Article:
Colorado Sen. Cory Gardner On His Lunch With Trump
RACHEL MARTIN, HOST:
Former National Security Adviser Mike Flynn was fired for lying about his conversations with the Russian ambassador to the United States. Now Attorney General Jeff Sessions is under pressure for something similar. In his confirmation hearing, Sessions said he had not met with Russian government officials during the campaign. But The Washington Post is reporting and NPR has confirmed that Sessions met with the Russian ambassador twice in the run-up to the election.
Sessions says he did nothing wrong and those conversations had nothing to do with the U.S. presidential election. Many Democrats are calling for the attorney general to resign. Here's Democrat Elijah Cummings, ranking member on the House Oversight Committee. Here he is speaking on MSNBC last night.
(SOUNDBITE OF TV SHOW, "THE 11TH HOUR")
ELIJAH CUMMINGS: It was shocking to the conscience that the No. 1 law enforcement person in our country - the one who is over the FBI, the one who sets the tone for U.S. attorneys all over the entire country - would sit in a hearing and not tell the truth, the whole truth and nothing but the truth.
MARTIN: For more on this, we are joined by Republican Senator Cory Gardner of Colorado.
Thanks so much for being with us.
CORY GARDNER: Good morning. Thanks for having me.
MARTIN: Does it concern you that Jeff Sessions had these meetings but didn't acknowledge them in his confirmation hearing?
GARDNER: Well, I think we have to understand what exactly happened. And I hope that Senator Sessions - Attorney General Sessions will come forward and outline exactly what the conversation was, talk about the substance of the meeting and help us understand why it wasn't brought up before the committee. There could be a reason that this was not connected to the campaign. But there are questions on whether it was, so let's just have full and open transparency and get to the bottom of it.
MARTIN: How is it different than the situation with Mike Flynn, the former national security adviser?
GARDNER: I think there was further investigation. I think there is further information on that meeting. I think this is just - you know, a number of senators meet with ambassadors, and we need to know. And so there's a lot more detailed information on Mike Flynn, and I believe that we need more information in this case.
MARTIN: Jeff Sessions runs the Justice Department, which is in charge at this moment of investigating Russia's interference in the U.S. election. Some of your Republican colleagues are calling for Sessions to at the very least recuse himself from that investigation. Do you think he should?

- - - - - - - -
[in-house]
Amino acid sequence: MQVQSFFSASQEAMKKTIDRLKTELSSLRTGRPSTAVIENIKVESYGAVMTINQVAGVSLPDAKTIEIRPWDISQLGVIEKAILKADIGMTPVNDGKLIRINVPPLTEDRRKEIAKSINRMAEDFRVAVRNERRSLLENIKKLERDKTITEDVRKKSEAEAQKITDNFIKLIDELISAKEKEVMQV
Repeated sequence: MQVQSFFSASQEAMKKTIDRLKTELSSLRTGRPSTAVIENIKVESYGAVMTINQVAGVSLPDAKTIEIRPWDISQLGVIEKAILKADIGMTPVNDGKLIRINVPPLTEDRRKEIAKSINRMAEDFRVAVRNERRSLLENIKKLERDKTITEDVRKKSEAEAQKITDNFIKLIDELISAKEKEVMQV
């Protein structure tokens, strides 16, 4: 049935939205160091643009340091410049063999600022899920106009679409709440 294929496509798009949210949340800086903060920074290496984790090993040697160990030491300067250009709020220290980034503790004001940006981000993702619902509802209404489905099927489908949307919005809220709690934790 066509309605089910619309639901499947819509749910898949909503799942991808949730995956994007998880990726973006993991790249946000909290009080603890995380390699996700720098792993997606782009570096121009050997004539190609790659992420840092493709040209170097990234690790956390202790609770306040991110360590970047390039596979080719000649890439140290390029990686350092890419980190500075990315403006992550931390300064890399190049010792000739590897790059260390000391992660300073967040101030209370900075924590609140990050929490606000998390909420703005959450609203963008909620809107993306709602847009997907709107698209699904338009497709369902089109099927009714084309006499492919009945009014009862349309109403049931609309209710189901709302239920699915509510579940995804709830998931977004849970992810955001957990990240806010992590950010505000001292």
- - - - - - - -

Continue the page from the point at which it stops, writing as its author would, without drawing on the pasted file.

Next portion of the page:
GARDNER: Well, I think we need to understand exactly what role, if any, he will have in the investigation. I have full confidence in the FBI carrying out an independent investigation, a full and independent investigation. But I think this does rise to the level of making sure that we understand how exactly that's going to be carried out.
MARTIN: But how do you get to the bottom of those questions of it's Jeff Sessions who is essentially investigating an issue in which he is now embroiled?
GARDNER: Well, again, I think the FBI has done and - proved themselves over the years doing a good job of making sure they can find an independent investigation and the grounds for it. If we have more information that changes that, then of course I think there will be a call to do something different. But, you know, when you go to a judge, a judge doesn't issue the verdict before the trial. Let's figure out the facts here before the next call for action.
MARTIN: Do you think a special prosecutor should be appointed to take the investigation over?
GARDNER: Again, I think - let's get the facts here. Let's start and finish the FBI investigation. The intel committee continues to work on a Russian probe. Let's get the information before we start taking other steps.
MARTIN: But - so you would support the committee finishing its investigation?
GARDNER: Well, I think the committee should finish the investigation. But if something comes up in the meantime that changes the facts as we know them, then we can always make a determination to do something different in this investigation.
MARTIN: Sean Spicer, White House spokesman, has insisted that there's nothing to see here, folks - essentially that there's no need to continue an investigation. Would you disagree on that?